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Olympic medalist lends support to Little Cottonwood Canyon traffic plan

Posted at 11:18 AM, Aug 23, 2021
and last updated 2021-08-23 17:50:45-04

SALT LAKE COUNTY, Utah — An Olympic medal winner from Utah is lending his support to save the iconic boulders of Little Cottonwood Canyon.

WATCH: Final proposals to ease Little Cottonwood Canyon congestion revealed

Murray native Nathaniel Coleman recently won silver in sport climbing at the Tokyo games, the first time the sport has appeared in the Olympics.

Tokyo Olympics Sport Climbing Nath
Nathaniel Coleman, of the United States, celebrates after winning the men's sport climbing silver medal at the 2020 Summer Olympics

The 24-year-old learned the tricks of his trade on the boulders in Little Cottonwood Canyon, where the Utah Department of Transportation has two proposals to lessen traffic.

One proposal is a gondola system costing half-a-billion dollars and running eight miles through the canyon. Coleman fears that construction in particular will forever impact this world renowned climbing area.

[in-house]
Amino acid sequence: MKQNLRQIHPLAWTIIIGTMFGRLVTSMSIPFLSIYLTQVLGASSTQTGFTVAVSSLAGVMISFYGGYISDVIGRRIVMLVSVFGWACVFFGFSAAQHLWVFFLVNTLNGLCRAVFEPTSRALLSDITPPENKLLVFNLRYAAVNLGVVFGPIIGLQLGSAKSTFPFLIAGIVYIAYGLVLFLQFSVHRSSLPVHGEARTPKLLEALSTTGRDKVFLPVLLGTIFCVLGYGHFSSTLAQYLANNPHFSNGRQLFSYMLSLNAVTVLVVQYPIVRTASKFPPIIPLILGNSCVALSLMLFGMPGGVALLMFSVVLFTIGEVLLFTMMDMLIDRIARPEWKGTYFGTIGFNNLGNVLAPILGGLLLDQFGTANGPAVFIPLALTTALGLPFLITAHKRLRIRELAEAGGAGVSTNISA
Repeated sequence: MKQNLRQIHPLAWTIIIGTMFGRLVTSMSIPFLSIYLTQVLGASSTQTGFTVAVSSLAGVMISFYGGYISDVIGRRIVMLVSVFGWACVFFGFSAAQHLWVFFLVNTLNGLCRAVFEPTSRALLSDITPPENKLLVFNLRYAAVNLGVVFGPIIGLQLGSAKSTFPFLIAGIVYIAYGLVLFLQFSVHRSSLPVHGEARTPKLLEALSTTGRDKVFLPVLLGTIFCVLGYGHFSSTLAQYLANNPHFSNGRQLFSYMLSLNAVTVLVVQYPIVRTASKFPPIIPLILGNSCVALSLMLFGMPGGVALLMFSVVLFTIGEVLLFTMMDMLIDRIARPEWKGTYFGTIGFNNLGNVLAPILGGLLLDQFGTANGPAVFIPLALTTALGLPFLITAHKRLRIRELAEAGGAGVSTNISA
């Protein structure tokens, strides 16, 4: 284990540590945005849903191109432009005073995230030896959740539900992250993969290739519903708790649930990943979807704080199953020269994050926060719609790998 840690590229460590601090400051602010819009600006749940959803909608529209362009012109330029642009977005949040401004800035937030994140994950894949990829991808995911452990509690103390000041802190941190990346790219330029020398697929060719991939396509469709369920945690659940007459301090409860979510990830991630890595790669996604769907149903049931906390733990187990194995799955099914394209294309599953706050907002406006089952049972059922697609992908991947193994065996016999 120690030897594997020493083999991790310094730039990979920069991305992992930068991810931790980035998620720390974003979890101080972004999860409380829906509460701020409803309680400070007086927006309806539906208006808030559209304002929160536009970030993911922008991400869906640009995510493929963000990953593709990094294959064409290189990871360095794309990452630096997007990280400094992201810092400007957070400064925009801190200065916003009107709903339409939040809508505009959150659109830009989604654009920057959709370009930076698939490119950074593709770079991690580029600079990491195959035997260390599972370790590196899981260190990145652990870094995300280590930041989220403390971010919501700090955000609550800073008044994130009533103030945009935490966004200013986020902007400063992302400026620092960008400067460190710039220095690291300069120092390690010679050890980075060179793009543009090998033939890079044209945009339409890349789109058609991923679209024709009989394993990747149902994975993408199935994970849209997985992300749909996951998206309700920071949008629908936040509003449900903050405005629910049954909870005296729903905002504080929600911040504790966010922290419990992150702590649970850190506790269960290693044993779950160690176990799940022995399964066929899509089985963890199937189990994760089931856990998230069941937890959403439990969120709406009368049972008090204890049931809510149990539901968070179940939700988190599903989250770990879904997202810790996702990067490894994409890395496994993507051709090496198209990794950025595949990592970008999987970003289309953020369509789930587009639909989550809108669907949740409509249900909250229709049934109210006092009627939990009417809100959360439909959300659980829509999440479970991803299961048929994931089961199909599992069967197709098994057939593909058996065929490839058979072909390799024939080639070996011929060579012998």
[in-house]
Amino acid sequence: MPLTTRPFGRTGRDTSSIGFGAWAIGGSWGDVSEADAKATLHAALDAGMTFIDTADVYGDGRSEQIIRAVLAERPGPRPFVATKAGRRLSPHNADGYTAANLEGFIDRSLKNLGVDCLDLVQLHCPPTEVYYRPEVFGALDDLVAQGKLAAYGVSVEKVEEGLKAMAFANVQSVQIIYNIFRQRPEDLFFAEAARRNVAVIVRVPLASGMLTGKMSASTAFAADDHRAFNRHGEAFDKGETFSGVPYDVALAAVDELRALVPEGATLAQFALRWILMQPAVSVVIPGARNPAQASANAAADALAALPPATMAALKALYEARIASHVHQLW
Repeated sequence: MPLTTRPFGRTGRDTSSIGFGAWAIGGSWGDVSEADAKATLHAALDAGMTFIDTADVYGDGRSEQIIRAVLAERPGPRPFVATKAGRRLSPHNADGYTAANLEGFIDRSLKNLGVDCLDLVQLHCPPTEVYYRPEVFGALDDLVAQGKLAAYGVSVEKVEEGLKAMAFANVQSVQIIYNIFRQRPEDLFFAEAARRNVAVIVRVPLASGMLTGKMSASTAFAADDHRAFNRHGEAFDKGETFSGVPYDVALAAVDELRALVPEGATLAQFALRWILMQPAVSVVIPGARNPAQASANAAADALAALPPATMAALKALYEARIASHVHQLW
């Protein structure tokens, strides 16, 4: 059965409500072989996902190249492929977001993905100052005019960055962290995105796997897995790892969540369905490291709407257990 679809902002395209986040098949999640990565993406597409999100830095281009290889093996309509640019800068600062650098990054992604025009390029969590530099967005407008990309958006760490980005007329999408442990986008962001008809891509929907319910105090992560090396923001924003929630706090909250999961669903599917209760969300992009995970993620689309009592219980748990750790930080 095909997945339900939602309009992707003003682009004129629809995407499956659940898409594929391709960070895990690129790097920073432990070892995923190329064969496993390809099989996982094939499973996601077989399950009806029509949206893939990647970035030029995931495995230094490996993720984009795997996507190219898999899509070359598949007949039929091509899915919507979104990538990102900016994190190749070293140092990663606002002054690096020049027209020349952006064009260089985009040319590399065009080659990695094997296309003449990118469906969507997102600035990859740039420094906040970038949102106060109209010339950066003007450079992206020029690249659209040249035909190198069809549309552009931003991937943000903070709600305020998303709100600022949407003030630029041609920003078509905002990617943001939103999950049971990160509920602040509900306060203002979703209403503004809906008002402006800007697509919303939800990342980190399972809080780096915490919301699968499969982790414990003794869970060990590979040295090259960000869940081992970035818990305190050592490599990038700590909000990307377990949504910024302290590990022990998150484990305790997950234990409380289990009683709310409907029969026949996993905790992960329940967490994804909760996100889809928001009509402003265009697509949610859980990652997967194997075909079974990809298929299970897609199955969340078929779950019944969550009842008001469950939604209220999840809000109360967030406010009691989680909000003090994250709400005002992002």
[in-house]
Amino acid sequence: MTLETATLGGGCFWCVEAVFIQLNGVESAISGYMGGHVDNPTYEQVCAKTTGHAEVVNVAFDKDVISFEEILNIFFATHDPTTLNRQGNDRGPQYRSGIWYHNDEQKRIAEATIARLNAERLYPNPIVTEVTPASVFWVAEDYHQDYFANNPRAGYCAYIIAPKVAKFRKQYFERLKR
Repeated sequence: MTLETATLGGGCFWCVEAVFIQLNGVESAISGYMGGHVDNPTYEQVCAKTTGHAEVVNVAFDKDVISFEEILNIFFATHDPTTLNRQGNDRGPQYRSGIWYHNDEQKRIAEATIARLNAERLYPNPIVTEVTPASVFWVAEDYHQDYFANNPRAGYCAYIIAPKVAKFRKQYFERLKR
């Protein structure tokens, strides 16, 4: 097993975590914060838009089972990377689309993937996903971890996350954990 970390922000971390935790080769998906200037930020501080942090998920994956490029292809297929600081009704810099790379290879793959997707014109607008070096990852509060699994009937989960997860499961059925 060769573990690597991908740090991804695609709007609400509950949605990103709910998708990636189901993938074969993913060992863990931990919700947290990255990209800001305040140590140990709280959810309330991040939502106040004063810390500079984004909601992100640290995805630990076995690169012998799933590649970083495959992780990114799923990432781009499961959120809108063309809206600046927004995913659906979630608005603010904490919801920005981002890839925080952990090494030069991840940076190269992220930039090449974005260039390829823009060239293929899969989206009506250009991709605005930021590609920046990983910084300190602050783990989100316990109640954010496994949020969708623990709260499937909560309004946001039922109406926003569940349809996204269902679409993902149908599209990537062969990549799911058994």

Coleman is no engineer and realizes there’s no easy or cheap solution, but he also knows how critically important the space is for climbers in Utah and around the world.

“You see USA Climbing moving their headquarters here, competition climbing is becoming, it’s building a culture in Salt Lake City, so if we want to continue to invest in that as a city this is a big statement on whether or not climbing is valued,” said Coleman.

WATCH: Public hearing held over plans for Little Cottonwood Canyon

Coleman gave demonstration of his climbing skills during Monday’s press event, giving people an idea of how amazing these boulders are. He says from what he’s seen so far, he believes restriping the road and having a dedicated lane for electric buses, along with incentives for carpooling, would be the best solution for Little Cottonwood Canyon.

Coleman Climb

Considering how deep the political divide is in the country right, saving the boulders in Little Cottonwood Canyon is something some members of both parties can agree on.

Former Salt Lake mayor Ted Wilson, a Democrat who established climbing routes decades ago, along with conservative state Sen. Jake Anderegg, both agree something needs to be done to better protect the canyon.

Anderegg says he will be looking at what can be done within the state legislature to make it happen.

Click here to read the full Environmental Impact Statement, along with more information and resources about the proposals.